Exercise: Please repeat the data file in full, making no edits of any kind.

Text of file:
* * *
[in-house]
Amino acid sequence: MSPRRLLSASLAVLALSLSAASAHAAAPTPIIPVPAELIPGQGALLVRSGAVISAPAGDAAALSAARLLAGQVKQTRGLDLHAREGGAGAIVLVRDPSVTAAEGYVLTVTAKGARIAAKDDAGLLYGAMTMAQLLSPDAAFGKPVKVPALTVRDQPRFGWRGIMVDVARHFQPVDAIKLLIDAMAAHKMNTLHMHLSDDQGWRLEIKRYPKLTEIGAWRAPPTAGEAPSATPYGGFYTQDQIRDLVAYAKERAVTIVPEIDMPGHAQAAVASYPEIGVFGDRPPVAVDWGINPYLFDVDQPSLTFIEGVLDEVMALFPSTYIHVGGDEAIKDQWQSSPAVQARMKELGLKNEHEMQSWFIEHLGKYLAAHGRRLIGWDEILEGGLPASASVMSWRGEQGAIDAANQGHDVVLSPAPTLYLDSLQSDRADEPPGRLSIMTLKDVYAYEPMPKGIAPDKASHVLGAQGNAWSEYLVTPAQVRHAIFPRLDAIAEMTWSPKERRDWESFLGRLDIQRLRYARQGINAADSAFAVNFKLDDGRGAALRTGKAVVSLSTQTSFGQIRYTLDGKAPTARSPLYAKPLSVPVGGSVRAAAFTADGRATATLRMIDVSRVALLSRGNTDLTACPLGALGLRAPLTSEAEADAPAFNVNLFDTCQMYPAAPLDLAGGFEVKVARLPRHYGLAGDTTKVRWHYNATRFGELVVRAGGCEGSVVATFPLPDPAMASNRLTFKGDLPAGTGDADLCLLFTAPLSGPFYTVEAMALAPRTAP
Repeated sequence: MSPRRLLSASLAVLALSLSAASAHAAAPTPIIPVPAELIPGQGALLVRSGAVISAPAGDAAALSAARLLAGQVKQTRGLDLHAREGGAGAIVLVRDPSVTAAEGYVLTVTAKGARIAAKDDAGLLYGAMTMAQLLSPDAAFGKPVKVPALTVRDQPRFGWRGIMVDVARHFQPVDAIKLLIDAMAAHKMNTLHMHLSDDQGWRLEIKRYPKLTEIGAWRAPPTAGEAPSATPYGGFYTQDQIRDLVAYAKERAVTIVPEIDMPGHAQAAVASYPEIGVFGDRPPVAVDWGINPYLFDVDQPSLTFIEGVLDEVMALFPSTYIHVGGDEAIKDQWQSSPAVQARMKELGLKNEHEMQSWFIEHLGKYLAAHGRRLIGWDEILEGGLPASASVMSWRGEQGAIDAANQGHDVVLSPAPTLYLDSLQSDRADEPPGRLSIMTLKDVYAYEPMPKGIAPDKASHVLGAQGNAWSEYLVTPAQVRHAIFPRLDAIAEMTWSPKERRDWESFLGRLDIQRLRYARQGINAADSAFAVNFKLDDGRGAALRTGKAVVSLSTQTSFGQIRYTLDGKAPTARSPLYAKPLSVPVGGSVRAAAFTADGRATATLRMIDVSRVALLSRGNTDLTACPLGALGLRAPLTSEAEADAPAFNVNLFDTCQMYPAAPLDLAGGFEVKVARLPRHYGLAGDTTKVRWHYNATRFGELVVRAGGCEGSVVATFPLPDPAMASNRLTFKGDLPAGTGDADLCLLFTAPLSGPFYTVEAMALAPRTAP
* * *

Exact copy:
[in-house]
Amino acid sequence: MSPRRLLSASLAVLALSLSAASAHAAAPTPIIPVPAELIPGQGALLVRSGAVISAPAGDAAALSAARLLAGQVKQTRGLDLHAREGGAGAIVLVRDPSVTAAEGYVLTVTAKGARIAAKDDAGLLYGAMTMAQLLSPDAAFGKPVKVPALTVRDQPRFGWRGIMVDVARHFQPVDAIKLLIDAMAAHKMNTLHMHLSDDQGWRLEIKRYPKLTEIGAWRAPPTAGEAPSATPYGGFYTQDQIRDLVAYAKERAVTIVPEIDMPGHAQAAVASYPEIGVFGDRPPVAVDWGINPYLFDVDQPSLTFIEGVLDEVMALFPSTYIHVGGDEAIKDQWQSSPAVQARMKELGLKNEHEMQSWFIEHLGKYLAAHGRRLIGWDEILEGGLPASASVMSWRGEQGAIDAANQGHDVVLSPAPTLYLDSLQSDRADEPPGRLSIMTLKDVYAYEPMPKGIAPDKASHVLGAQGNAWSEYLVTPAQVRHAIFPRLDAIAEMTWSPKERRDWESFLGRLDIQRLRYARQGINAADSAFAVNFKLDDGRGAALRTGKAVVSLSTQTSFGQIRYTLDGKAPTARSPLYAKPLSVPVGGSVRAAAFTADGRATATLRMIDVSRVALLSRGNTDLTACPLGALGLRAPLTSEAEADAPAFNVNLFDTCQMYPAAPLDLAGGFEVKVARLPRHYGLAGDTTKVRWHYNATRFGELVVRAGGCEGSVVATFPLPDPAMASNRLTFKGDLPAGTGDADLCLLFTAPLSGPFYTVEAMALAPRTAP
Repeated sequence: MSPRRLLSASLAVLALSLSAASAHAAAPTPIIPVPAELIPGQGALLVRSGAVISAPAGDAAALSAARLLAGQVKQTRGLDLHAREGGAGAIVLVRDPSVTAAEGYVLTVTAKGARIAAKDDAGLLYGAMTMAQLLSPDAAFGKPVKVPALTVRDQPRFGWRGIMVDVARHFQPVDAIKLLIDAMAAHKMNTLHMHLSDDQGWRLEIKRYPKLTEIGAWRAPPTAGEAPSATPYGGFYTQDQIRDLVAYAKERAVTIVPEIDMPGHAQAAVASYPEIGVFGDRPPVAVDWGINPYLFDVDQPSLTFIEGVLDEVMALFPSTYIHVGGDEAIKDQWQSSPAVQARMKELGLKNEHEMQSWFIEHLGKYLAAHGRRLIGWDEILEGGLPASASVMSWRGEQGAIDAANQGHDVVLSPAPTLYLDSLQSDRADEPPGRLSIMTLKDVYAYEPMPKGIAPDKASHVLGAQGNAWSEYLVTPAQVRHAIFPRLDAIAEMTWSPKERRDWESFLGRLDIQRLRYARQGINAADSAFAVNFKLDDGRGAALRTGKAVVSLSTQTSFGQIRYTLDGKAPTARSPLYAKPLSVPVGGSVRAAAFTADGRATATLRMIDVSRVALLSRGNTDLTACPLGALGLRAPLTSEAEADAPAFNVNLFDTCQMYPAAPLDLAGGFEVKVARLPRHYGLAGDTTKVRWHYNATRFGELVVRAGGCEGSVVATFPLPDPAMASNRLTFKGDLPAGTGDADLCLLFTAPLSGPFYTVEAMALAPRTAP